West Indies end on the wrong side
England v West Indies, Gujranwala
Disciplined bowling by England kept the West Indies down to 243. The score seemed to be more than enough when England's eighth wicket fell at 209. But Allan Lamb launched a spectacular assault on Courtney Walsh, the most economical bowler till that point. Nearly 50 runs came off Walsh's second spell and England squeezed through by two wickets. They needed 91 off the last 10 and got them, including 15 off the last one, with Lamb proving that his mauling of Bruce Reid earlier in the year had been no fluke.
India v Australia, Madras
The hosts entered this game as firm favourites but soon discovered that they were in a tight contest. Geoff Marsh's century and some lusty late-order hitting boosted the score to 270. Srikkanth's 70 and debutant Navjot Sidhu's six-filled 73 put India well on course for a win. After Sidhu fell at 207, the pressure showed and the Indians crumbled. Steve Waugh, ice-cool at the death, bowled Maninder Singh off the penultimate ball to seal an exciting win by one run. Kapil Dev's sportsmanship - one of Dean Jones' two sixes had originally been declared a four, but during the innings break Kapil concurred that it was indeed a six - was to prove expensive for India.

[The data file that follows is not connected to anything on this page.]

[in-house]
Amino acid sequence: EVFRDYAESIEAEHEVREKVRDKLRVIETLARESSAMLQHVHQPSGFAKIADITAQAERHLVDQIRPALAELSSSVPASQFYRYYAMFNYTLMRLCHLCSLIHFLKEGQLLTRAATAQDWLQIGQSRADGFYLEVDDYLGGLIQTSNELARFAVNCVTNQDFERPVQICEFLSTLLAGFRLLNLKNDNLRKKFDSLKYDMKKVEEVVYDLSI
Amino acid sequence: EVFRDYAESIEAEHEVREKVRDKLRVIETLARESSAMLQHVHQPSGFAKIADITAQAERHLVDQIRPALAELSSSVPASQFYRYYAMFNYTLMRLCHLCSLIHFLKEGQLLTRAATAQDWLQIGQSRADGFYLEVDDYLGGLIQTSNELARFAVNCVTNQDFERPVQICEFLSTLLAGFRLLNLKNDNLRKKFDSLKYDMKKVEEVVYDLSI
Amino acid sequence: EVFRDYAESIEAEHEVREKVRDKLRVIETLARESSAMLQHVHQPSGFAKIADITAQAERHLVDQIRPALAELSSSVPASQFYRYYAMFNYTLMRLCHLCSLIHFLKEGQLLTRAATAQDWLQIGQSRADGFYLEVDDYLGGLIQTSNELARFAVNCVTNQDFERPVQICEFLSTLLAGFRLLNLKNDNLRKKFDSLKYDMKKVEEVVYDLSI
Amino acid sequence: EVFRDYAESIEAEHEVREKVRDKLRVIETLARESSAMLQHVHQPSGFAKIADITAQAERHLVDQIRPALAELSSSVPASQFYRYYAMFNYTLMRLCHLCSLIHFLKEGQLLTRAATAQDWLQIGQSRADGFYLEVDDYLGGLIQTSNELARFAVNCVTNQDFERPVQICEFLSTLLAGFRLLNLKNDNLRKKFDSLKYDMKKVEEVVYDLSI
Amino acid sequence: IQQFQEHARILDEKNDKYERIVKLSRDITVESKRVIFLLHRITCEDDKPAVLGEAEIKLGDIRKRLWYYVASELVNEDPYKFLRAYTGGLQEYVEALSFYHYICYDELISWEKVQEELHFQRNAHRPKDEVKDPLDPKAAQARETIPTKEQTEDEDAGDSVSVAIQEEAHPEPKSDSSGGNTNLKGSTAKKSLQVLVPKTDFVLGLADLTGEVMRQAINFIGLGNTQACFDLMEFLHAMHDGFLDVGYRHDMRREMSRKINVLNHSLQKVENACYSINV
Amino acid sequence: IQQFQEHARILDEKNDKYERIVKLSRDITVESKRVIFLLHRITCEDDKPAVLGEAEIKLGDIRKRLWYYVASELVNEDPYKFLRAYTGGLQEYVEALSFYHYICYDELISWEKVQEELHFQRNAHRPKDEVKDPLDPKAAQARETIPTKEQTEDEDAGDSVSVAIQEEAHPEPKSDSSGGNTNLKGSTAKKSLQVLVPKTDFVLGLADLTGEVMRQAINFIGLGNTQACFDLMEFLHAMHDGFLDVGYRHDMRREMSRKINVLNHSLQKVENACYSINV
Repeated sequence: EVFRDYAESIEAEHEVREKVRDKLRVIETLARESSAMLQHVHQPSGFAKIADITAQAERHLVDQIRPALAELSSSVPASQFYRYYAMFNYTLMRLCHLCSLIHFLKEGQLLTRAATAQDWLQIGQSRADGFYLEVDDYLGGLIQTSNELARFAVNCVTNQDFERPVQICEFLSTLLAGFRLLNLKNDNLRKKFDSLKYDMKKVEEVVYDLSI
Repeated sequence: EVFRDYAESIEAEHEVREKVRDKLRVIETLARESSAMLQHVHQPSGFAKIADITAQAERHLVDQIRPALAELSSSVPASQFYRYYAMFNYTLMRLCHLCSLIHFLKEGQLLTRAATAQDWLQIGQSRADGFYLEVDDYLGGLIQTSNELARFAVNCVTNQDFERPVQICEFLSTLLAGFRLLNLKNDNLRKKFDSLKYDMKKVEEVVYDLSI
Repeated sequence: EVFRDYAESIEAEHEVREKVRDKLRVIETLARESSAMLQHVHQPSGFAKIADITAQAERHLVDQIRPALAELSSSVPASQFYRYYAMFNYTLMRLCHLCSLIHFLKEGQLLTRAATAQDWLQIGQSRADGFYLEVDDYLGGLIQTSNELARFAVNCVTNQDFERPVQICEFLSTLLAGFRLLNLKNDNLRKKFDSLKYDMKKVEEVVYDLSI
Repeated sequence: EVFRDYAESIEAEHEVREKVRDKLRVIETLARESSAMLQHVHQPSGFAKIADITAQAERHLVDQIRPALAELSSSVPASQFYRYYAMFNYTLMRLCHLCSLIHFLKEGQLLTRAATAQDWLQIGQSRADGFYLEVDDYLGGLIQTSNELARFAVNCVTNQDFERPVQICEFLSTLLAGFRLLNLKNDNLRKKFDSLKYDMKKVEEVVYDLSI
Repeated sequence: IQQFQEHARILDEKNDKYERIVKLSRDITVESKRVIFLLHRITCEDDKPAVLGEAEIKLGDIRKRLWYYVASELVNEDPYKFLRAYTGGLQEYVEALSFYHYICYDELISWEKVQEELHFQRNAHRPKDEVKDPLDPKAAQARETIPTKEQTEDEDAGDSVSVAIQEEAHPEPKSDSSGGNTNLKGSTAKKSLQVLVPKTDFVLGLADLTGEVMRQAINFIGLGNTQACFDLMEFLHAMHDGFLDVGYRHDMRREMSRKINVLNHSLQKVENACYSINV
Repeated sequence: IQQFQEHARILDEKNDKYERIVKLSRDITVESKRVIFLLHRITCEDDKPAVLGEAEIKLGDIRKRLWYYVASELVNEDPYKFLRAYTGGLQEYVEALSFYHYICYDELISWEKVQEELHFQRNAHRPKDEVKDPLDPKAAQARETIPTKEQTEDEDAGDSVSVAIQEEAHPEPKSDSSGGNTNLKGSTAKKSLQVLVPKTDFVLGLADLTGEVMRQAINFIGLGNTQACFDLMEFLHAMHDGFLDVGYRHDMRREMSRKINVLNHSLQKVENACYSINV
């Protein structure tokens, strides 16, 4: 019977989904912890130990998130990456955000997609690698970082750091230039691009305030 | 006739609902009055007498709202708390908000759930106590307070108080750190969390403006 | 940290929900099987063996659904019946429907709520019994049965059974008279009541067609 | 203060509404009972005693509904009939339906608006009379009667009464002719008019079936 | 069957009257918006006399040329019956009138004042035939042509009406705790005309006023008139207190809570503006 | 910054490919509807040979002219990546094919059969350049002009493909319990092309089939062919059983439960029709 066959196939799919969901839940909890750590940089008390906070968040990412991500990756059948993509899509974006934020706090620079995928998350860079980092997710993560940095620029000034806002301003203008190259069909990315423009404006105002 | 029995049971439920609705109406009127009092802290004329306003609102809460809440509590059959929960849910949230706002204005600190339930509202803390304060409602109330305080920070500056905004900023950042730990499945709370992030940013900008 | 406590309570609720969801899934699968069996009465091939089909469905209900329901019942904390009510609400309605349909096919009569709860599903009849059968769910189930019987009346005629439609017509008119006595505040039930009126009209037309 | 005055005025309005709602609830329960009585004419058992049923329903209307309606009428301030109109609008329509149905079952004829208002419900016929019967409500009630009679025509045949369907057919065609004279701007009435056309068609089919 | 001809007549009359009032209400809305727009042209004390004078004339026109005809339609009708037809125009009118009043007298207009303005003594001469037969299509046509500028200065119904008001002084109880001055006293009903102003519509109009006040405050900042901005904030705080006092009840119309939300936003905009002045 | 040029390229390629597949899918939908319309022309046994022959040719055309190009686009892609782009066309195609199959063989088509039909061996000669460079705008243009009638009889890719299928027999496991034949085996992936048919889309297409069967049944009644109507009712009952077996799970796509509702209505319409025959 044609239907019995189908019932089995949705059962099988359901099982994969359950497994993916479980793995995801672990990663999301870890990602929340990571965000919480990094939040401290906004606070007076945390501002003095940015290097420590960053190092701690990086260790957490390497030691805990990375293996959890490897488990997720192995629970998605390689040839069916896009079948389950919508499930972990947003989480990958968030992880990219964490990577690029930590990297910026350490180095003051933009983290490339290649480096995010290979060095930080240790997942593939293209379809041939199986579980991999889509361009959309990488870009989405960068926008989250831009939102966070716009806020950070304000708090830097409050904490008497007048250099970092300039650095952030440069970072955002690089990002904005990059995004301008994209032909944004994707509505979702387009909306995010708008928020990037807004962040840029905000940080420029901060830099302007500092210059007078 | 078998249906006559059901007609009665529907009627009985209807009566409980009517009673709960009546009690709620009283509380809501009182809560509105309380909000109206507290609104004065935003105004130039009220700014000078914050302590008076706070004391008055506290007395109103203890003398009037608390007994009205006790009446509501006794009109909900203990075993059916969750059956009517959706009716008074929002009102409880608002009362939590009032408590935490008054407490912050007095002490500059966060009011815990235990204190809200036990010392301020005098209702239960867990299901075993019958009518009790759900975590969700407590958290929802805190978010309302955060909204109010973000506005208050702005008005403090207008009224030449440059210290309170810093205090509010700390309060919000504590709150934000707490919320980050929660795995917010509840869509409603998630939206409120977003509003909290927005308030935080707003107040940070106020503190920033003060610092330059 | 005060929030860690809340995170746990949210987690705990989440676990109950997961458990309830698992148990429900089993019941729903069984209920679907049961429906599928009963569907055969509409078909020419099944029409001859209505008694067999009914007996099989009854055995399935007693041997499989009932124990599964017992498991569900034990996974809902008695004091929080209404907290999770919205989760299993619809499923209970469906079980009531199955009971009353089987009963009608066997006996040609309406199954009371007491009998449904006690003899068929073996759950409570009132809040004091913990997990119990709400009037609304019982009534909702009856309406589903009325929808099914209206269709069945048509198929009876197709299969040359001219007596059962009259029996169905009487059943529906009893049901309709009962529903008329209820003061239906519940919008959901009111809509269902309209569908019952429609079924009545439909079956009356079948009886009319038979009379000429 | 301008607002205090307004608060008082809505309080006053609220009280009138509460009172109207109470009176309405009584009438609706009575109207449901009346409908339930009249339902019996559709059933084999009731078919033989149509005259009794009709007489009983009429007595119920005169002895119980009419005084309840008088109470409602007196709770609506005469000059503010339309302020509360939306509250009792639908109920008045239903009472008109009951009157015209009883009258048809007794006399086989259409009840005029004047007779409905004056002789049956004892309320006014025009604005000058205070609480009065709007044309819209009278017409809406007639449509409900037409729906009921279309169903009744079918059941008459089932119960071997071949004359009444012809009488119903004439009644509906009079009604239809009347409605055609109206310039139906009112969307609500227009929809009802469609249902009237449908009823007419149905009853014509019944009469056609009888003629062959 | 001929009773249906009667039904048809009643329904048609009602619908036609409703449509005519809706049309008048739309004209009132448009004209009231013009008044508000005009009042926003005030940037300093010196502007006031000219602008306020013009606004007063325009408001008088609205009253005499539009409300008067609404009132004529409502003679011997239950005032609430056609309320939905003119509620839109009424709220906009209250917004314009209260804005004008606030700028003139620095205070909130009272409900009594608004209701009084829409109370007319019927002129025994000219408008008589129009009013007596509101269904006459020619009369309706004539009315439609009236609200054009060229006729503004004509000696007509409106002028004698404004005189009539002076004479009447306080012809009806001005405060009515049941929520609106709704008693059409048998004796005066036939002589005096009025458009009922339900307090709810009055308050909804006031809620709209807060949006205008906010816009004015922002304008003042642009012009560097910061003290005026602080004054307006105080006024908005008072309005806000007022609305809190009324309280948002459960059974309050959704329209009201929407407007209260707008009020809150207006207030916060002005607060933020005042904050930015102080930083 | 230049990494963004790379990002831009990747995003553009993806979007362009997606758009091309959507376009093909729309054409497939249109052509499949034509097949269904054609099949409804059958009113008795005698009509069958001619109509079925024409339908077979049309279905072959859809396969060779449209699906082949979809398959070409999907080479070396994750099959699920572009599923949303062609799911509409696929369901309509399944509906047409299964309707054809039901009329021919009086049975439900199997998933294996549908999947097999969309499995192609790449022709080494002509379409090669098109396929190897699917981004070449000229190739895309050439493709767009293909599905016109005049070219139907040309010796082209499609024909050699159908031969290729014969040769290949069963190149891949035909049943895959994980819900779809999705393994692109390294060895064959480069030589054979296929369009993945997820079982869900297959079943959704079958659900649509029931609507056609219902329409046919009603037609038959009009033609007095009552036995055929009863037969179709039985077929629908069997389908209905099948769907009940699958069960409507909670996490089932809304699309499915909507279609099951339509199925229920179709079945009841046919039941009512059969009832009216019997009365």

Pakistan v West Indies, Lahore
Half-centuries from Phil Simmons and Viv Richards were not enough to lift West Indies, as Imran Khan's four-wicket haul kept them down to 216. A superb spell of fast bowling from Courtney Walsh then left Pakistan reeling at 202 for 8, and when Tauseef Ahmed fell one run later, West Indies were firmly in control. Incredibly, Pakistan managed to take 1, 1, 2, 6, 2, 2 off Walsh, all but the second single scored by Abdul Qadir. The over is now perhaps more famous for Walsh refusing to run out the non-striker, Saleem Jaffar, who had backed up too far. Pakistan had avenged the one-wicket loss to the West Indies in 1975 World Cup and gave themselves every chance of making the semi finals.